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Celebrating Women in Business

2 Apr 2019

Back in 2011, the government set a target for the FTSE100 boards to have at least 25 per cent female representation by 2015. With an increasingly level playfield presented to them, women soared through the business hierarchy — not only was the target met in 2015, by 2018, there were no all-male boards in the FTSE100.

Join Propsellers as we celebrate some of the most successful and inspiring women in business.

Barbara Humpton


Career highlights

As CEO of Siemens USA, Barbara Humpton has made numerous ‘powerful business people’ lists in recent years. Leading a company with over $23 billion in revenues, calling Humpton merely successful seems like a disservice to her achievements.

Humpton earned the powerful position of CEO despite facing the all-too-common false ultimatum often presented to women in the workplace — you can have a career, or you can have children. Not both. But mother and CEO Humpton is certainly proof of just how ridiculous this view really is.


Fast facts

Nationality: American

Educated at: Wake Forest University

Awards & achievements: Board of Directors of MorganFranklin; Board of Directors for the American Heart Association Greater Washington Region; Board of Directors for Strategic and Budgetary Assessments; Board of Directors for The George Washington University Law School Government Contracts Advisory Board. Bachelor’s degree in Mathematics.

Advice for women in the workplace: “Speak up and be brave,” Humpton told Time.

Mary Barra


Career highlights

CEO of General Motors Mary Barra began in the company as an intern. Working her way through the ranks of the business, Barra is now at the helm and steering the company towards its envisioned future: a world with zero crashes and zero emissions. Already, she has brought a slew of achievements in for the company — back in 2009, the company hit bankruptcy. But from Barra’s appointment as CEO in 2014, the company has bounced back to a stable success.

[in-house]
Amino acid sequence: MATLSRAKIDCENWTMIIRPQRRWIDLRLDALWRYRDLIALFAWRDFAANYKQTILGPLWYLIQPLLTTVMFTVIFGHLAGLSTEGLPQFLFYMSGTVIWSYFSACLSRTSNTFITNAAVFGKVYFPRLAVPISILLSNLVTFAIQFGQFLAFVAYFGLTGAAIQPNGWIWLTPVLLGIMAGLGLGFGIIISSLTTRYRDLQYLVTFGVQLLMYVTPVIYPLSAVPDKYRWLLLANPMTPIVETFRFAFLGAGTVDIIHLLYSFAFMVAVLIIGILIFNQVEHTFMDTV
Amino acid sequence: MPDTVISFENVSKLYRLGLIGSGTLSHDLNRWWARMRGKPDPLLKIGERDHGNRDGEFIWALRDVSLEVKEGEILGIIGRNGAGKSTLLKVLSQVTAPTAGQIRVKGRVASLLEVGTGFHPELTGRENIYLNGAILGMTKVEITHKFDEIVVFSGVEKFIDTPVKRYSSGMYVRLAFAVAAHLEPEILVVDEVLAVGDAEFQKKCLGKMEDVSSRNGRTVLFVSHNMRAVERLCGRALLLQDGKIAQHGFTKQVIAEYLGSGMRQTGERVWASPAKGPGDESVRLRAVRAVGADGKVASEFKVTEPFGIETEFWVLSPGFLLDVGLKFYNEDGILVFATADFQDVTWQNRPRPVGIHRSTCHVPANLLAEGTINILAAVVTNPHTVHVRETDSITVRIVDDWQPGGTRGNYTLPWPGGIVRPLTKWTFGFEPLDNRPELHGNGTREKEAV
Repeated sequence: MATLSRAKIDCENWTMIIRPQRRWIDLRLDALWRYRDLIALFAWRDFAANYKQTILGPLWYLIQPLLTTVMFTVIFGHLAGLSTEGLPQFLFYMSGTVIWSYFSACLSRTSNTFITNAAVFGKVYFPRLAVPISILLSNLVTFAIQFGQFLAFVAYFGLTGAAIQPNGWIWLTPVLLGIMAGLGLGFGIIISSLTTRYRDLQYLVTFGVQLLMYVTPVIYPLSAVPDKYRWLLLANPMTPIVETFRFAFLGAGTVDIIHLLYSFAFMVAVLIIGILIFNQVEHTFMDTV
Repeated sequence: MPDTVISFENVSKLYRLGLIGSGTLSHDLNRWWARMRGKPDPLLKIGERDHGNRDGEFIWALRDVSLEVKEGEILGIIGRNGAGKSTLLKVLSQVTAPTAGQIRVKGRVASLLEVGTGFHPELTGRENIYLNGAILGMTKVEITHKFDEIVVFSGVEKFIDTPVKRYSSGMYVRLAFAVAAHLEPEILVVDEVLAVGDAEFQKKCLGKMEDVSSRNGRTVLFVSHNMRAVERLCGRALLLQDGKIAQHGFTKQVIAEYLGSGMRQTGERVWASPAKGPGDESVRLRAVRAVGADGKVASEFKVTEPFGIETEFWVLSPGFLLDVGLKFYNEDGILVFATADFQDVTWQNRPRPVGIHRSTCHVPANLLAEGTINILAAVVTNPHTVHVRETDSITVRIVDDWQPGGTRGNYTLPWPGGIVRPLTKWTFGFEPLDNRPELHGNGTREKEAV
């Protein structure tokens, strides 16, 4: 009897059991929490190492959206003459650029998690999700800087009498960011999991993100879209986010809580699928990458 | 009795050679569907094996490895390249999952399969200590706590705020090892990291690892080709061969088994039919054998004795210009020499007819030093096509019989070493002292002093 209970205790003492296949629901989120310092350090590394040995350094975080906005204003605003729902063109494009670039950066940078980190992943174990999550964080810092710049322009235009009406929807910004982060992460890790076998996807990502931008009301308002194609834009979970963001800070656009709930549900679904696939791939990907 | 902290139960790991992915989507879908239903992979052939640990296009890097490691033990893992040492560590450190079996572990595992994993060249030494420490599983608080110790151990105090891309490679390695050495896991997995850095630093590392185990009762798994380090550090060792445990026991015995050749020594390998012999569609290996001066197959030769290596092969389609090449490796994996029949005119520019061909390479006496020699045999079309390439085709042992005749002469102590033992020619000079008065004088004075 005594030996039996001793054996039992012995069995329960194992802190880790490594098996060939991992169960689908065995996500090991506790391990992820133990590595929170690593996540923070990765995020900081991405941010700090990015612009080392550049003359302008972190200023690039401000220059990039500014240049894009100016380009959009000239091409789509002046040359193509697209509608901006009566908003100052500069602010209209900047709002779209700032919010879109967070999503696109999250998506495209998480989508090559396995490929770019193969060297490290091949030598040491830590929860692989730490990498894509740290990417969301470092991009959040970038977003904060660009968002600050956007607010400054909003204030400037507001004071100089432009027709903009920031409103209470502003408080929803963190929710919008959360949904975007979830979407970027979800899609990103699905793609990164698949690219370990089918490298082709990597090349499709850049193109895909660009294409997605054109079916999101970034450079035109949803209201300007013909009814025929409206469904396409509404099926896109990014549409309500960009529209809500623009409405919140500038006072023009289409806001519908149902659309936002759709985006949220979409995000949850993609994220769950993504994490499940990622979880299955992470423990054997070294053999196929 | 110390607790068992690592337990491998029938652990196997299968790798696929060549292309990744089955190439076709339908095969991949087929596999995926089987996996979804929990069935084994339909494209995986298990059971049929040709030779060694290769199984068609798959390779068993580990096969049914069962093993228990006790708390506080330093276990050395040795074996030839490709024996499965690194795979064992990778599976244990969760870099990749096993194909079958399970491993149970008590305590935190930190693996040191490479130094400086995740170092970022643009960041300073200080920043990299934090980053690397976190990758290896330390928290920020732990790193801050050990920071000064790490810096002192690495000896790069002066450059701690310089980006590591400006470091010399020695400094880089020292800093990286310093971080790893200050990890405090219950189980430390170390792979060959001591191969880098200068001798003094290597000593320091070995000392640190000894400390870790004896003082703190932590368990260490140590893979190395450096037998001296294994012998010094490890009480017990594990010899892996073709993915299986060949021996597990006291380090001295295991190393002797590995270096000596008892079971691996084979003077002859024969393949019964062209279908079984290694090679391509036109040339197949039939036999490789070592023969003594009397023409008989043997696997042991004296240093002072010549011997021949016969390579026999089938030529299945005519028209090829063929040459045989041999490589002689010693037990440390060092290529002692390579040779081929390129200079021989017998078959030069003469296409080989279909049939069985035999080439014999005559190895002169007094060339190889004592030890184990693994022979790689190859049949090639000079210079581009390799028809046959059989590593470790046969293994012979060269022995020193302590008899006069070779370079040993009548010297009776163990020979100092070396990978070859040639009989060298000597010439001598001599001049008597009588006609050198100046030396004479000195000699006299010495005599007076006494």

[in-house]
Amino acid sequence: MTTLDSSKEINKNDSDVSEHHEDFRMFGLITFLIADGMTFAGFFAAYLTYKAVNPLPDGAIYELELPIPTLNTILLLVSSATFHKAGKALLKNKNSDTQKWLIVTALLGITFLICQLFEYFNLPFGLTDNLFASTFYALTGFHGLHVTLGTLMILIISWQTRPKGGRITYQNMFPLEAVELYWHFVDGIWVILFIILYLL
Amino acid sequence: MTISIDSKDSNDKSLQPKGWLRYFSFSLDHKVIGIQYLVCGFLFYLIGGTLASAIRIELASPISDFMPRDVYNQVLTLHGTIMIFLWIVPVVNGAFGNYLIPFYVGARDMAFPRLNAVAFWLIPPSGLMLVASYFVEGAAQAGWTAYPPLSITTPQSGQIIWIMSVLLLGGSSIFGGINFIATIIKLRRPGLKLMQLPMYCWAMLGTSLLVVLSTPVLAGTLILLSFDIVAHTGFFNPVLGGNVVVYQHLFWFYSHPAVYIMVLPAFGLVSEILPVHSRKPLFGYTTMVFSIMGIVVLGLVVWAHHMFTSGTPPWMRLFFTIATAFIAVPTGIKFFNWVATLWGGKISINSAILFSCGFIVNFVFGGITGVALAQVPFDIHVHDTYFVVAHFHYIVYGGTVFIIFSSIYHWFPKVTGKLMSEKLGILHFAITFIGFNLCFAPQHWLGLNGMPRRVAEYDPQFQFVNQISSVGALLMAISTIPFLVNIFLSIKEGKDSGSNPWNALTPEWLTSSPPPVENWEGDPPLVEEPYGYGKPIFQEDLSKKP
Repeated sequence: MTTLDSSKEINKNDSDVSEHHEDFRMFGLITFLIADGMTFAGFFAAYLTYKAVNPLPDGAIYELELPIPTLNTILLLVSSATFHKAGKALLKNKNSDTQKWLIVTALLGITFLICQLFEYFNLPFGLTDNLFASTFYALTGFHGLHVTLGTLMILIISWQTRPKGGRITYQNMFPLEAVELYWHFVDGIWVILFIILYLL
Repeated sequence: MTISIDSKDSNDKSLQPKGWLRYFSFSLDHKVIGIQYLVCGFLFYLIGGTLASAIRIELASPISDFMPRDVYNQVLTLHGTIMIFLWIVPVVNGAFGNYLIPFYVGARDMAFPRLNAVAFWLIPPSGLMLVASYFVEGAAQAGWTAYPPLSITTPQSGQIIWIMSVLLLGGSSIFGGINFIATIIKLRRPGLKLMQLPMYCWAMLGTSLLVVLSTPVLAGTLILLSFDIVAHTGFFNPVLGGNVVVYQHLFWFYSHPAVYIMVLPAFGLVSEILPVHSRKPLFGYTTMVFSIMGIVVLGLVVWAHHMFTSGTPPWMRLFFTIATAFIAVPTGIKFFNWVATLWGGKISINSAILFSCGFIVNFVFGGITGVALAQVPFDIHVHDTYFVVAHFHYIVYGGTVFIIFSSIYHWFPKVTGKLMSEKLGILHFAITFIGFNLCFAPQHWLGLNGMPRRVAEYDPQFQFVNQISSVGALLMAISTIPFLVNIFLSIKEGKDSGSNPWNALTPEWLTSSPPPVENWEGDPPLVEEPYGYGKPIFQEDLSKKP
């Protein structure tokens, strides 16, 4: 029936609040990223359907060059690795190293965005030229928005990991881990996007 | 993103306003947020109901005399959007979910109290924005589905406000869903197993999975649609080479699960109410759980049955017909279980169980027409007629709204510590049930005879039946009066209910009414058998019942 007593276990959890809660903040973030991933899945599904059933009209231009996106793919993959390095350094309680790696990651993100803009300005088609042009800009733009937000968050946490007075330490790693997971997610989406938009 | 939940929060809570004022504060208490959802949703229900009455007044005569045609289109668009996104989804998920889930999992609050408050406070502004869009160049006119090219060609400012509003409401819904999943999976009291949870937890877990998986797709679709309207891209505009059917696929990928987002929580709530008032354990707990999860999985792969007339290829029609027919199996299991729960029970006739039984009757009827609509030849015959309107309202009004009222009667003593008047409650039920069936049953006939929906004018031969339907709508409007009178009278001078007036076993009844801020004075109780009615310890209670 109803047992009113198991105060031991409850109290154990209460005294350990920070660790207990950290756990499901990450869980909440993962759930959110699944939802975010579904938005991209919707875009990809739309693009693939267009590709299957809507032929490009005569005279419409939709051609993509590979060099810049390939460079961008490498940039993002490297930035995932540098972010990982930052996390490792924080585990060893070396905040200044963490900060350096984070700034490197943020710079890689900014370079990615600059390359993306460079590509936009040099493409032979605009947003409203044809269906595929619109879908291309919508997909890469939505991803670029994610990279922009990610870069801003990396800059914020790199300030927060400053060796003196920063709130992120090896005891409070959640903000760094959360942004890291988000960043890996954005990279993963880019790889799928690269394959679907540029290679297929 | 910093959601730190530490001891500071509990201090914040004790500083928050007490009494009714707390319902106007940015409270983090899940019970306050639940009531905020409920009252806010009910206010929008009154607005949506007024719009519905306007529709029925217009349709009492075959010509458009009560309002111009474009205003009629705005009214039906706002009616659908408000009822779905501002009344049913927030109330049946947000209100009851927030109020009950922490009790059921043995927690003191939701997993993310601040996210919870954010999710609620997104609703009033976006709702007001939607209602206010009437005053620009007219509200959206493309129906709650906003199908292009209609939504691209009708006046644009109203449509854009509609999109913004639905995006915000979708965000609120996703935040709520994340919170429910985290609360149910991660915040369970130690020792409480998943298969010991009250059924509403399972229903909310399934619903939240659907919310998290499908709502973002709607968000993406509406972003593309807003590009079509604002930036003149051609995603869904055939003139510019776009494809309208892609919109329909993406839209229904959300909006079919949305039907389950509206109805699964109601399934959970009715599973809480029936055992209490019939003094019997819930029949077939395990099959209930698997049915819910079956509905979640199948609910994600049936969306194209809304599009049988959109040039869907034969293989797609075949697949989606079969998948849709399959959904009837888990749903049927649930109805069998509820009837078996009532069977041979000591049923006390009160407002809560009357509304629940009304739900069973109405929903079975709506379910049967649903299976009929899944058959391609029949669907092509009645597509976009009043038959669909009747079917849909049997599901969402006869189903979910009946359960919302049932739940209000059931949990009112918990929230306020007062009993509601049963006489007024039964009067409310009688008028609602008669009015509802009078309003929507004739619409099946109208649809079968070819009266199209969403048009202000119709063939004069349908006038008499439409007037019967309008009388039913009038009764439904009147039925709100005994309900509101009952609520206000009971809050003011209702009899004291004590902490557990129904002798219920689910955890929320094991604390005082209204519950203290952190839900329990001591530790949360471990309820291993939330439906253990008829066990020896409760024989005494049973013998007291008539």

This desire is further highlighted in the CEO’s ambitious goal for General Motors, in that she hopes to lead the way for safe, autonomous driving. GM are not the only company vying for this goal, with the likes of Google and Apple also interested in the field of autonomous vehicles.


Fast facts

Date of birth: 24/12/61

Nationality: American

Educated at: Stanford University

Awards & achievements: Became the first female CEO for General Motors; Bachelor’s degree in electrical engineering; Master of Business Administration from Stanford University; Board of Directors for The Walt Disney Co; Board of Directors for the Stanford University Board of Trustees; Board of Directors for the Social Issues Committee.

Advice for women in the workplace: Barra also spoke to Time on the matter, saying: “The biggest message I have for young women is — don’t start cutting off branches of your career tree unnecessarily early. Sometimes women say, ‘I know I want to have a family or play in the local symphony’, and they start pulling themselves out of their career path. You don’t have to take yourself out of the running before you even start.”

Dame Carolyn McCall


Career highlights

Dame Carolyn McCall has a history of leadership, having been CEO of Guardian Media Group and easyJet and prior to her appointment as CEO of ITV. Having brought easyJet into the FTSE100, McCall now has her sights set to the US streaming competition, rumoured to take the form of a subscription service from ITV itself.


Fast facts

Date of birth:  13/09/61

Nationality: British

Educated at: University of Kent and University of London.

Awards & achievements: easyJet entered the FTSE100 in 2013; 2014 winner of the Business Achievement Award at the British Travel Industry Hall of Fame Awards; Damehood in 2016 New Year Honours List; Airline Strategy Award for Low Cost Leadership; City AM’s Personality of the Year Award; Chartered Management Institute’s Gold Medal Award; Non-Executive Board Member of the Department for Business, Energy and Industrial Strategy; MA in Politics from the University of London.

Advice for women in the workplace: McCall told Campaign Live that “women don’t need to defeminize, they need to be themselves.”






Rhodes, C. (2018). Briefing Paper: Business Statistics Number 06152. London: The House of Commons Library.








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